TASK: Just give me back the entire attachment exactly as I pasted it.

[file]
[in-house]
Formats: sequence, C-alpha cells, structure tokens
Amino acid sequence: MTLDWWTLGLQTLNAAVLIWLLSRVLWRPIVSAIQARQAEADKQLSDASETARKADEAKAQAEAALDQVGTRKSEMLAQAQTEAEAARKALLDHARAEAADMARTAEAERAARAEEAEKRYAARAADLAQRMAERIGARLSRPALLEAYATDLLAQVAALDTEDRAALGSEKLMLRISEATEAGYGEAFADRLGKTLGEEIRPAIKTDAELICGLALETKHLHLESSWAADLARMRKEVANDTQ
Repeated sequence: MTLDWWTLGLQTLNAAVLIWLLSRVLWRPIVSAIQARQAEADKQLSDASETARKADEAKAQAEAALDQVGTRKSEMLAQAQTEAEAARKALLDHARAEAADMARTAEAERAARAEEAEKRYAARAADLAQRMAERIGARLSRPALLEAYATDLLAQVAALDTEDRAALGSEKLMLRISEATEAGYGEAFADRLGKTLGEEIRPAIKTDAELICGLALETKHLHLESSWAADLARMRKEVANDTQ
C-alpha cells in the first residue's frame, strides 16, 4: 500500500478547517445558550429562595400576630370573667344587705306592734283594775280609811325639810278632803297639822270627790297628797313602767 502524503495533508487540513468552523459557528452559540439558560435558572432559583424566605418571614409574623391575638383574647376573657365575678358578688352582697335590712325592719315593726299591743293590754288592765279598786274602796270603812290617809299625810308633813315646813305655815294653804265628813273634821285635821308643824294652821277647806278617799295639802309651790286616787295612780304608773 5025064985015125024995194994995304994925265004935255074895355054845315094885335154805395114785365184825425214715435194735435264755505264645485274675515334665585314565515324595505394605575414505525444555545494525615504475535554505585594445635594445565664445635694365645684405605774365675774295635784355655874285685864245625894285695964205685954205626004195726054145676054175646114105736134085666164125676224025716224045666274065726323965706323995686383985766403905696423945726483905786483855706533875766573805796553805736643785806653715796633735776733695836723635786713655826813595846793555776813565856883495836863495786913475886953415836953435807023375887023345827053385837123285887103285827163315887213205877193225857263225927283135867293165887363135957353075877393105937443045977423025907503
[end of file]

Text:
[in-house]
Formats: sequence, C-alpha cells, structure tokens
Amino acid sequence: MTLDWWTLGLQTLNAAVLIWLLSRVLWRPIVSAIQARQAEADKQLSDASETARKADEAKAQAEAALDQVGTRKSEMLAQAQTEAEAARKALLDHARAEAADMARTAEAERAARAEEAEKRYAARAADLAQRMAERIGARLSRPALLEAYATDLLAQVAALDTEDRAALGSEKLMLRISEATEAGYGEAFADRLGKTLGEEIRPAIKTDAELICGLALETKHLHLESSWAADLARMRKEVANDTQ
Repeated sequence: MTLDWWTLGLQTLNAAVLIWLLSRVLWRPIVSAIQARQAEADKQLSDASETARKADEAKAQAEAALDQVGTRKSEMLAQAQTEAEAARKALLDHARAEAADMARTAEAERAARAEEAEKRYAARAADLAQRMAERIGARLSRPALLEAYATDLLAQVAALDTEDRAALGSEKLMLRISEATEAGYGEAFADRLGKTLGEEIRPAIKTDAELICGLALETKHLHLESSWAADLARMRKEVANDTQ
C-alpha cells in the first residue's frame, strides 16, 4: 500500500478547517445558550429562595400576630370573667344587705306592734283594775280609811325639810278632803297639822270627790297628797313602767 502524503495533508487540513468552523459557528452559540439558560435558572432559583424566605418571614409574623391575638383574647376573657365575678358578688352582697335590712325592719315593726299591743293590754288592765279598786274602796270603812290617809299625810308633813315646813305655815294653804265628813273634821285635821308643824294652821277647806278617799295639802309651790286616787295612780304608773 5025064985015125024995194994995304994925265004935255074895355054845315094885335154805395114785365184825425214715435194735435264755505264645485274675515334665585314565515324595505394605575414505525444555545494525615504475535554505585594445635594445565664445635694365645684405605774365675774295635784355655874285685864245625894285695964205685954205626004195726054145676054175646114105736134085666164125676224025716224045666274065726323965706323995686383985766403905696423945726483905786483855706533875766573805796553805736643785806653715796633735776733695836723635786713655826813595846793555776813565856883495836863495786913475886953415836953435807023375887023345827053385837123285887103285827163315887213205877193225857263225927283135867293165887363135957353075877393105937443045977423025907503